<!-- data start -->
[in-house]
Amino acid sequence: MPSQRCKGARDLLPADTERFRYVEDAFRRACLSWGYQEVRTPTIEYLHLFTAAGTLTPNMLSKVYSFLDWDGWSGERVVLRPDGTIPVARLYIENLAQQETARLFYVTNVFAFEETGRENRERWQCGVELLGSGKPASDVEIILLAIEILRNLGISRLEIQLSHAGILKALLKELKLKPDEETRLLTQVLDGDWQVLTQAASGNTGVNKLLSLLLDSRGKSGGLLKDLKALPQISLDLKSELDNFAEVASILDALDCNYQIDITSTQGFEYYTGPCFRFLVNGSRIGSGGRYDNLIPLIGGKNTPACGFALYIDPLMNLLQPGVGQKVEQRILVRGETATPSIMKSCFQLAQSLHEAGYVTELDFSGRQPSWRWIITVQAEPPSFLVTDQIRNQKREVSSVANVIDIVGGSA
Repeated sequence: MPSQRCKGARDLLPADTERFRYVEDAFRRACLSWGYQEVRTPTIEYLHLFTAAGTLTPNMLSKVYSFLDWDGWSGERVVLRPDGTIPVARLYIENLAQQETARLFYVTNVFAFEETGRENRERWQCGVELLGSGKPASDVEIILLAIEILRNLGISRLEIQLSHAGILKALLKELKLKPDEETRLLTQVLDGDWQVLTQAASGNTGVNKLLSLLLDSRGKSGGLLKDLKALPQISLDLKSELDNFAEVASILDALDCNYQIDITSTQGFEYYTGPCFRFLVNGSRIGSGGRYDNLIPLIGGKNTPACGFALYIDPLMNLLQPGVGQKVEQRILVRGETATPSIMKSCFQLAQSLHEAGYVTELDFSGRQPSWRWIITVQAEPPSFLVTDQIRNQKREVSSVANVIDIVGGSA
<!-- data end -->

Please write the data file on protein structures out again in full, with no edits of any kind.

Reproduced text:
[in-house]
Amino acid sequence: MPSQRCKGARDLLPADTERFRYVEDAFRRACLSWGYQEVRTPTIEYLHLFTAAGTLTPNMLSKVYSFLDWDGWSGERVVLRPDGTIPVARLYIENLAQQETARLFYVTNVFAFEETGRENRERWQCGVELLGSGKPASDVEIILLAIEILRNLGISRLEIQLSHAGILKALLKELKLKPDEETRLLTQVLDGDWQVLTQAASGNTGVNKLLSLLLDSRGKSGGLLKDLKALPQISLDLKSELDNFAEVASILDALDCNYQIDITSTQGFEYYTGPCFRFLVNGSRIGSGGRYDNLIPLIGGKNTPACGFALYIDPLMNLLQPGVGQKVEQRILVRGETATPSIMKSCFQLAQSLHEAGYVTELDFSGRQPSWRWIITVQAEPPSFLVTDQIRNQKREVSSVANVIDIVGGSA
Repeated sequence: MPSQRCKGARDLLPADTERFRYVEDAFRRACLSWGYQEVRTPTIEYLHLFTAAGTLTPNMLSKVYSFLDWDGWSGERVVLRPDGTIPVARLYIENLAQQETARLFYVTNVFAFEETGRENRERWQCGVELLGSGKPASDVEIILLAIEILRNLGISRLEIQLSHAGILKALLKELKLKPDEETRLLTQVLDGDWQVLTQAASGNTGVNKLLSLLLDSRGKSGGLLKDLKALPQISLDLKSELDNFAEVASILDALDCNYQIDITSTQGFEYYTGPCFRFLVNGSRIGSGGRYDNLIPLIGGKNTPACGFALYIDPLMNLLQPGVGQKVEQRILVRGETATPSIMKSCFQLAQSLHEAGYVTELDFSGRQPSWRWIITVQAEPPSFLVTDQIRNQKREVSSVANVIDIVGGSA